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Coordinates: 48°53′49″N 02°05′29″E / 48.89694°N 2.09139°E / 48.89694; 2.09139

Commune of Saint-Germain-en-Laye

Château de Saint-Germain-en-Laye01.jpg
Château de Saint-Germain-en-Laye
Location
St-Germain-en-Laye map.png
Location (in red) within Paris inner and outer suburbs
Coordinates 48°53′49″N 02°05′29″E / 48.89694°N 2.09139°E / 48.89694; 2.09139
Administration
Country France
Region Île-de-France
Department Yvelines
Arrondissement Saint-Germain-en-Laye
Mayor Emmanuel Lamy
(2001–2008)
Statistics
Elevation 22–107 m (72–351 ft)
(avg. 78 m/256 ft)
Land area1 48.27 km2 (18.64 sq mi)
Population2 43,015  (2006)
 - Density 891 /km2 (2,310 /sq mi)
Miscellaneous
INSEE/Postal code 78551/ 78100
1 French Land Register data, which excludes lakes, ponds, glaciers > 1 km² (0.386 sq mi or 247 acres) and river estuaries.
2 Population sans doubles comptes: residents of multiple communes (e.g., students and military personnel) only counted once.
For treaties with this name see Treaty of Saint-Germain-en-Laye (disambiguation)

Saint-Germain-en-Laye (French pronunciation: [sɛ̃ ʒɛʁmɛ̃ ɑ̃ lɛ]) is a commune in the Yvelines department in the Île-de-France in north-central France. It is located in the western suburbs of Paris 19.1 km (11.9 miles) from the center.

Inhabitants are called Saint-Germanois. With its elegant tree-lined streets it is, with Garches-Vaucresson, the wealthiest suburb of Paris, combining both high-end leisure spots and exclusive residential neighborhoods (see the Golden Triangle of the Yvelines).

Saint-Germain-en-Laye is a sub-prefecture of the department. Because it includes the National Forest of Saint-Germain-en-Laye, it covers approximately 48 km2 (19 sq mi), making it the largest commune in the Yvelines. It occupies a large loop of the Seine. Saint-Germain-en-Laye lies at one of western terminus of the line A of the RER.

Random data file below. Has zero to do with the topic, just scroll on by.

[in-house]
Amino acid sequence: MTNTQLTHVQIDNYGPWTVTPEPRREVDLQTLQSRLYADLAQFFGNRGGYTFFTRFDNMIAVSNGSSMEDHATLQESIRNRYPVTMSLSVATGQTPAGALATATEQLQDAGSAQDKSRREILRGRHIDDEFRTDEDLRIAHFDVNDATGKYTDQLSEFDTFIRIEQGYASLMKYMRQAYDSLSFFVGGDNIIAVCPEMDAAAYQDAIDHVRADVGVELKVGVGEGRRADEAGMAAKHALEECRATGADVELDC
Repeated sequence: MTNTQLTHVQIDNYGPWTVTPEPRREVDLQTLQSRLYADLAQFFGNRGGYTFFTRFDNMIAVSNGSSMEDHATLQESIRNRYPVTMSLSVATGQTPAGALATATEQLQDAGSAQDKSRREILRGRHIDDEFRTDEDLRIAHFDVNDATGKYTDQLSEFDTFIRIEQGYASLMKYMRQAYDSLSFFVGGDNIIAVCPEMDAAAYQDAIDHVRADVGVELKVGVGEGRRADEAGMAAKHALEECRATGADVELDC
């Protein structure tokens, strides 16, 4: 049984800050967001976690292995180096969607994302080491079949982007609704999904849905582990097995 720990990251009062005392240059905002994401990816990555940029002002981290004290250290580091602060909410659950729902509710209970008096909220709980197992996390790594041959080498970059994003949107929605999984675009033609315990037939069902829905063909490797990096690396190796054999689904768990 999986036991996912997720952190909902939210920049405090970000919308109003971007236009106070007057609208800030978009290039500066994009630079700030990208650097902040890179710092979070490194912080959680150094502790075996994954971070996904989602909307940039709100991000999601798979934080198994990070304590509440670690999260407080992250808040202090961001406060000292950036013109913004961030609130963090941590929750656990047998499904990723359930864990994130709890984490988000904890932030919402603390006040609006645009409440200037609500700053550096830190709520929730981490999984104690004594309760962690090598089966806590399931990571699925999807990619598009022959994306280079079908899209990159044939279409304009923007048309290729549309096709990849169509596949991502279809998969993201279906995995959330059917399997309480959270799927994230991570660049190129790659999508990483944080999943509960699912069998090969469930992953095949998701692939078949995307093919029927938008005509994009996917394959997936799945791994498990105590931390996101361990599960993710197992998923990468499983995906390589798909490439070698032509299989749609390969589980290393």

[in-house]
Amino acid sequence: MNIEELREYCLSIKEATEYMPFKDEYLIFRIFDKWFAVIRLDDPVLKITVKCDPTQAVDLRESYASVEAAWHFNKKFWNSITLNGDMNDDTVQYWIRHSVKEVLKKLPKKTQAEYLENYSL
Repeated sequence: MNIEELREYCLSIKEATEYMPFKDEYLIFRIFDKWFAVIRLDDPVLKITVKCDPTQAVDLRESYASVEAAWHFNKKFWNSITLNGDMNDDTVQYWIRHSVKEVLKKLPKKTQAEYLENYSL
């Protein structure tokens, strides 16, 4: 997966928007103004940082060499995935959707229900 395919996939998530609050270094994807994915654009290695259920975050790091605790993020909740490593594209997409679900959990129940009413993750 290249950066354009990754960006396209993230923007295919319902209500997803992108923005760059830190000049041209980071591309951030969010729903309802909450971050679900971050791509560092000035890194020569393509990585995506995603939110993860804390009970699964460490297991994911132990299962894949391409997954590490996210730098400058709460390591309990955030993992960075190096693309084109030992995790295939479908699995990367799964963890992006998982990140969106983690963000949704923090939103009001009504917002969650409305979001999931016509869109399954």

Contents

History

Saint-Germain-en-Laye was founded in 1020 when King Robert the Pious (ruled 996-1031) founded a convent on the site of the present Church of Saint-Germain.

Prior to the French Revolution in 1789, it had been a royal town and the Château de Saint-Germain the residence of numerous French monarchs.

The Church of Saint-Germain.

The old château was constructed in 1348 by King Charles V on the foundations of an old castle (château-fort) dating from 1238 in the time of Saint Louis. Francis I was responsible for its subsequent restoration. In 1862, Napoleon III set up the Musée des Antiquités Nationales in the estwhile royal château. This museum has exhibits ranging from Paleolithic to Celtic times. The "Dame de Brassempouy" sculpted on a mammoth's ivory tusk around 23,000 years ago is the most famous exhibit in the museum.

Kings Henry IV and Louis XIII left their mark on the town.

Louis XIV was born in the château (the city's coat of arms consequently shows a cradle and the date of his birth), and established Saint-Germain-en-Laye as his principal residence from 1661 to 1681. Louis XIV turned over the château to King James II after his exile from Britain after the Glorious Revolution in 1688. King James lived in the Château for 13 years, and his daughter Louisa Maria Stuart was born in exile here in 1692. King James Stuart is buried in the Church of Saint-Germain.

Saint-Germain-en-Laye is famous for its 2.4 kilometre long stone terrace built by André Le Nôtre from 1669 to 1673. The terrace provides a view over the valley of the Seine and, in the distance, Paris.

One of the German bunkers built in 1942

During the French Revolution, the name was changed along with many other places whose names held connotations of religion or royalty. Saint-Germain-en-Laye became Montagne-du-Bon-Air.

In the 19th century, Napoleon I established his cavalry officers training school in the Château-Vieux.

During the occupation from 1940 to 1944, the town was the headquarters of the German Army.

Transport

Saint-Germain-en-Laye is served by Saint-Germain-en-Laye station on Paris RER line A.

It is also served by two stations on the Transilien Paris – Saint-Lazare suburban rail line: Saint-Germain – Bel-Air – Fourqueux and Saint-Germain – Grande Ceinture.

Finally, Saint-Germain-en-Laye is also served by Achères – Grand Cormier station on Paris RER line A and on the Transilien Paris – Saint-Lazare suburban rail line. This station is located in the middle of the Forest of Saint-Germain-en-Laye, far away from the urbanized part of the commune.

People

Saint-Germain-en-Laye was the birthplace of:

Twin towns

Saint-Germain-en-Laye is twinned with:

See also

References

External links

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